Kara Gordon


A letter to the people going at
100 miles an hour about the less glamorous parts of life.
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A Friendly Reminder


Don’t forget, you’re going to die.

I get this notification on my phone five times a day. It pops up when I’m scrolling through Instagram, eating lunch, or during a yoga class. They come in randomly, sometimes only an hour or so apart. Then I swipe to see the quote. Some of my favorites so far:

The other side of “sacred” is the sight of your beloved in the underworld, dripping with maggots. —Gary Snyder

So the beauty of the practice is that we can evaluate our lives even before we are on our deathbed. If we are not living the life we wish to live, how can we change that now, while there is still time? —Ondrea Levine

In each thing there is an insinuation of death. Stillness, silence, serenity are all apprenticeships. — Federico Garcia Lorca

It’s about as morbid as it gets and it’s fucking brilliant. Based on the Bhutanese maxim that “to be truly happy, one must contemplate death five times daily,” WeCroak sends you five quotes a day about death. The UI is simple: no fuss, no profile to build, just five quotes in the same type set on the same dark blue background, every day, changing at random times, prodding you to remember—in case you’ve forgotten—that you’re not going to live forever. You open the app, then put the phone away. I mean, are you really going to spend another twenty minutes scrolling Instagram after you’ve been reminded of your mortality?


When I bring this app up, the response is always That sounds awful! and honestly I get it. Death is not something we handle well as a society: grieving has become increasingly private as our culture has become more and more secular. It’s also an understandable fear: one day we will all cease to exist. Ashes to ashes, dust to dust. Remember you are dust, and to dust you shall return. Loss is hard enough as it is, and this loss is inevitable.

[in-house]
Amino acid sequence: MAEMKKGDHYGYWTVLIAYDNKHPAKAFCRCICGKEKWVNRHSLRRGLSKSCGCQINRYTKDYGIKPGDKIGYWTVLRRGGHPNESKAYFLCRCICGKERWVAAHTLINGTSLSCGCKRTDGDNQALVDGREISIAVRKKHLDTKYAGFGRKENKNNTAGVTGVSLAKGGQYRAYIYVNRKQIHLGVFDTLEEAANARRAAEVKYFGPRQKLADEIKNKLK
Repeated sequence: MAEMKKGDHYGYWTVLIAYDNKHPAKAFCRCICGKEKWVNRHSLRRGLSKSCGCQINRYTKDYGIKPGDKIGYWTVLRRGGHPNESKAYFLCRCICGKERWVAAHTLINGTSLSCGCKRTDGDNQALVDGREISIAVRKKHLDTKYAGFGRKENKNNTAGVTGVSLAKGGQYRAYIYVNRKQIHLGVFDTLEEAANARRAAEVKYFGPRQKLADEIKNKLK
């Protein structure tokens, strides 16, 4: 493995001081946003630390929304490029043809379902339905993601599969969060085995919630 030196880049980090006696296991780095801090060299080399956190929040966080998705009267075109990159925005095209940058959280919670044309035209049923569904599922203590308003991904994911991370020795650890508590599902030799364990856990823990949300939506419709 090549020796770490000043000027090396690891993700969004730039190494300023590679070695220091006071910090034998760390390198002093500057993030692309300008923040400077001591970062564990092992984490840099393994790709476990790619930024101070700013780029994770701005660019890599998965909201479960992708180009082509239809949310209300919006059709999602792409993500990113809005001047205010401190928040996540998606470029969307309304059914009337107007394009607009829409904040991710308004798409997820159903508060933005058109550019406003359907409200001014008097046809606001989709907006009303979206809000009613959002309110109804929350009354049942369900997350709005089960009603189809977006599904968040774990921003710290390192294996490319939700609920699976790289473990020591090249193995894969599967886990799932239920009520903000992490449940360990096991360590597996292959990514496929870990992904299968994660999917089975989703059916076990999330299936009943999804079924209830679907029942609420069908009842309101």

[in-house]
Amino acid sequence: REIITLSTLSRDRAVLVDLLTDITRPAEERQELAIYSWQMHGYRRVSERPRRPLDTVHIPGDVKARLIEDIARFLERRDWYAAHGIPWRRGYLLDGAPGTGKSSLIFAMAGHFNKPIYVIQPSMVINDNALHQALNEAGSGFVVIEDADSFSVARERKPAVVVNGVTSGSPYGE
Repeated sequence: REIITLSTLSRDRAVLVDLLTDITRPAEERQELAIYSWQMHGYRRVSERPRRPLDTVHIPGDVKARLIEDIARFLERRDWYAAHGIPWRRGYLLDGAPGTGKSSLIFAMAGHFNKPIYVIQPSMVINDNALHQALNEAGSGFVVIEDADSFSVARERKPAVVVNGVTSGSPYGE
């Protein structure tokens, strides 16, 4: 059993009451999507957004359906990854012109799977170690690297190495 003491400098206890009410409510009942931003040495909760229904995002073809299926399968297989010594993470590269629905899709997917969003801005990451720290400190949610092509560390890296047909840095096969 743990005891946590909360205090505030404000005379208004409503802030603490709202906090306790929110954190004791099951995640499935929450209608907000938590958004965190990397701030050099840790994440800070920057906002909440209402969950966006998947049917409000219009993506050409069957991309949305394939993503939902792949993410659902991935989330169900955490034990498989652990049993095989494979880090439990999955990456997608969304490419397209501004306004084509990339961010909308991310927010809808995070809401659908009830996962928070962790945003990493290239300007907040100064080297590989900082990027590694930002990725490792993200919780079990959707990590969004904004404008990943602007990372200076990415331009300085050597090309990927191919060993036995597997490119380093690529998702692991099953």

In the past couple of years, mindfulness has gone from budding pop-psychology term into a full-fledged media phenomenon. It’s often accompanied by drawings of white clouds on a blue sky, photographs of women with beautiful skin, a dusty pink and #liveyourbestlife. And I want these things. I want the fluffy and the polished and the elegant. I want to live my best life. But life is also messy and dirty and I can’t help but wonder if when some people say “mindfulness,” they really mean “pushing it all down until I only need Glossier to cover it up.”

WeCroak’s brand of mindfulness is simple and elegant in its own right, but it is not light, it is not fluffy, there is no sugar. The app is dark and morbid, but it is compassionate and hopeful in its honesty. It’s the tough-love app, the friend you go to when you know the truth, can’t admit it, and need someone to spell it out for you. I find myself smiling when I see the banner pop up: Don’t forget, you’re going to die.

Love always,

P.S. If you're curious, I first read about the app on The Atlantic. The app's website is pretty sparse, but if anyone wants to buy me any merch for Valentine's Day, that would be the Most Romantic.

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